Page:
The Illuminati is a name that has been given to many groups and so-called secret societies, both real and imaginary. In this case, they were imagined and reptilian. This was the kind of gold we had been hoping for. Now O’Dwyer had been allowed a chance to recuperate and let his achievement sink in he could give the winner’s interview we knew he could.
“It’s just really overwhelming. I’ve spent the last day and a half doing nothing but respond to messages of support and I haven’t even got close to responding to everyone. It’s awesome. It’s also really weird,” said O’Dwyer, who said of beating the incredible line-up, “It makes it more special. It’s nice to be a part of history. This is a final table that people are going to remember for a long time, I think.”
He was correct on both fronts. That final table has gone down in the record books as the best ever, if we say so ourselves, and people could not stop congratulating him. In the course of our 20-minute interview no less than three people stopped by to tip their hat to O’Dwyer: “Every time I’ve had lunch or dinner multiple people have come up to say congrats. Some have been asking for autographs and photos which is really unfamiliar and very strange,” he said, obviously a little uncomfortable with the notion.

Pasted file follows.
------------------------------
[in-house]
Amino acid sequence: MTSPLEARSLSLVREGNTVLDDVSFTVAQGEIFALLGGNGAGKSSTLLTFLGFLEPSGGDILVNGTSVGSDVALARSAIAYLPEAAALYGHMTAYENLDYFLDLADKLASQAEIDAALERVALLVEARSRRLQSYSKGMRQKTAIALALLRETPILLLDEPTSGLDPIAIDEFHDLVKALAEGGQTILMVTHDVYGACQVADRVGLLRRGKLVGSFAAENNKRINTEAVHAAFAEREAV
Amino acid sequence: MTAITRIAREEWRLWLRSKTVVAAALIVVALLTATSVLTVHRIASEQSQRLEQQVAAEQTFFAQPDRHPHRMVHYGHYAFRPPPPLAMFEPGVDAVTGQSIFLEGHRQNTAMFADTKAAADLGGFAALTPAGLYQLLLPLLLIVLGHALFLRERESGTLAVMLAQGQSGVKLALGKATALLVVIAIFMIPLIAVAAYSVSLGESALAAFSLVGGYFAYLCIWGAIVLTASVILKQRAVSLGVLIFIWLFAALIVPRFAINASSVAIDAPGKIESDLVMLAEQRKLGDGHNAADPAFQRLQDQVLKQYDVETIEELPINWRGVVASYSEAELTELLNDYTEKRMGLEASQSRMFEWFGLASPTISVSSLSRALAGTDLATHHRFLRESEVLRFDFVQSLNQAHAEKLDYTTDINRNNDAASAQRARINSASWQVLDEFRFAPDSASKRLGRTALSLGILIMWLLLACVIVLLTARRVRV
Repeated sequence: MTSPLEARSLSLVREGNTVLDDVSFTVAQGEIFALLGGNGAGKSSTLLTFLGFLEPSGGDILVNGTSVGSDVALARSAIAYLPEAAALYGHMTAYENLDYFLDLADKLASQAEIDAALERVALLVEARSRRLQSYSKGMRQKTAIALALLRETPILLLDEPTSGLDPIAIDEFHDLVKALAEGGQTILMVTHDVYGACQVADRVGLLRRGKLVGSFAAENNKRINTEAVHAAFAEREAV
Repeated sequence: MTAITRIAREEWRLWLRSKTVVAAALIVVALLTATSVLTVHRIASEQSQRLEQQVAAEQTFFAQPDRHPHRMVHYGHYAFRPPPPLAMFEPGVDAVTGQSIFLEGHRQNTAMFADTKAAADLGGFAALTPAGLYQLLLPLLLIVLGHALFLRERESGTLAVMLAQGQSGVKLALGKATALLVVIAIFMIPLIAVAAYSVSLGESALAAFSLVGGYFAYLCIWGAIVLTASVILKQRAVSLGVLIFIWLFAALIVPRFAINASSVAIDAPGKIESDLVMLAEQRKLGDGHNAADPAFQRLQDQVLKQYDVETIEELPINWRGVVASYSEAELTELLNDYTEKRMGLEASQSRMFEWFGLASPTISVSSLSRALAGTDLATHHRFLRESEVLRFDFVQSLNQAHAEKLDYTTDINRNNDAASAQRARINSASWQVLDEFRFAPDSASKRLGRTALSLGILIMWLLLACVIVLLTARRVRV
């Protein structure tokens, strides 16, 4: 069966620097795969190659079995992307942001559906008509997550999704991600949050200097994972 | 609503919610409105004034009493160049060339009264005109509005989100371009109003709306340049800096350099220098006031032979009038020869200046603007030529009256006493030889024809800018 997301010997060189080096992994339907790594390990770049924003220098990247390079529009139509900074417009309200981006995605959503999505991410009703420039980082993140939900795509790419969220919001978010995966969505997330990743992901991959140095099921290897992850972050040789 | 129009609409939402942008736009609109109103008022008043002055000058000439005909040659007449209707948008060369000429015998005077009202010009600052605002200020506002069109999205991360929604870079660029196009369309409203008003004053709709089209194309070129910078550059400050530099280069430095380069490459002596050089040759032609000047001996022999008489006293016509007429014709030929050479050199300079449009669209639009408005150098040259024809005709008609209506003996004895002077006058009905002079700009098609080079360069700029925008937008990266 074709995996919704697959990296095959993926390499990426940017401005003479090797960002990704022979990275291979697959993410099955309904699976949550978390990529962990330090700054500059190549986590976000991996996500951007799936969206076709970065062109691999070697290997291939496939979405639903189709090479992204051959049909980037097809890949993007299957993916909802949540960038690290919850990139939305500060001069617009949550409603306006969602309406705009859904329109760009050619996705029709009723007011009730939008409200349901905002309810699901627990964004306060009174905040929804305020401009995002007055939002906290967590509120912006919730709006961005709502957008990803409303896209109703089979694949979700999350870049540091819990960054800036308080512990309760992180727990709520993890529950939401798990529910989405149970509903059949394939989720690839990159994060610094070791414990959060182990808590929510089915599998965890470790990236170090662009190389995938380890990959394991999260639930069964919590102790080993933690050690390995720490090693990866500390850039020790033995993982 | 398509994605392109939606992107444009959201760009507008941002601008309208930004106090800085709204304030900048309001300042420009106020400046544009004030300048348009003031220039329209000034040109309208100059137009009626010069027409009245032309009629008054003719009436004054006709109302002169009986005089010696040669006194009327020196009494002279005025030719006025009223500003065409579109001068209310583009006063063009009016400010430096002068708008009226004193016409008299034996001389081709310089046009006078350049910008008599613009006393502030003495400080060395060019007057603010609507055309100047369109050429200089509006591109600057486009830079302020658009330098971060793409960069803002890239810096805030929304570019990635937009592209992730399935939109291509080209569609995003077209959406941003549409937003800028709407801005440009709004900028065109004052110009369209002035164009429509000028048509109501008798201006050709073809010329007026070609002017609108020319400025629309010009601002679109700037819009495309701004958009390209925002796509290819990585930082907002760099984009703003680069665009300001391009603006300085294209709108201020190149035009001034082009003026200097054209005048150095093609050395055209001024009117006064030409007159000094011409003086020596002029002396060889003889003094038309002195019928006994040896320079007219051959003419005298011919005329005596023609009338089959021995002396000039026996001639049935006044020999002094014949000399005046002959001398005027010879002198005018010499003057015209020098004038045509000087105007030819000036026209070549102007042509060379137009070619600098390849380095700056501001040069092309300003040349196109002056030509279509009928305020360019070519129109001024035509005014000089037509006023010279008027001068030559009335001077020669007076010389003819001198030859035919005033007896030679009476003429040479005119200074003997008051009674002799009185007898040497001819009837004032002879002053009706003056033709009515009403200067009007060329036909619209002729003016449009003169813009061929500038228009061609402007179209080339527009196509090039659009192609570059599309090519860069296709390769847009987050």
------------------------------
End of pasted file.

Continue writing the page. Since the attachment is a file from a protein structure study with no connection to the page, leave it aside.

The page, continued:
Whether O’Dwyer wants it or not, the backslapping is much deserved. He’s been an impressive force on the EPT for the last couple of seasons making four final tables and riding high on the leaderboard during both. No matter what O’Dwyer did, whether he tried to perfect that final table button limp or not, things didn’t quite work out for him at the end. Sure he got to make a deal with Benny Spindler heads-up at EPT London for a huge score, but the title remained out of reach.
“This time I was more familiar with the feeling of how it could all just disappear if you lose just one coin-flip so I was a little less scared by the thought of not winning. The London final table was really tough but this one was off the charts,” he said.
“My plan was to take it easy for the first hour or two hours and see how people were playing. I had an idea of how I thought Daniel (Negreanu), Noah (Schwartz) and Andrew (Pantling) would all play but I wanted to see what dynamics would develop before I got involved. I didn’t want to play any really bad hands or make loose raises in those first few hours so I could set a tight image that I was trying to ladder up. Also, I wanted to give myself a chance to see what hands were coming in,” said O’Dwyer.
This wasn’t simply a case of hoping to catch aces or kings. The final table was being streamed on EPT Live ‘cards up’ on a one-hour delay so that people at home could see the hole cards.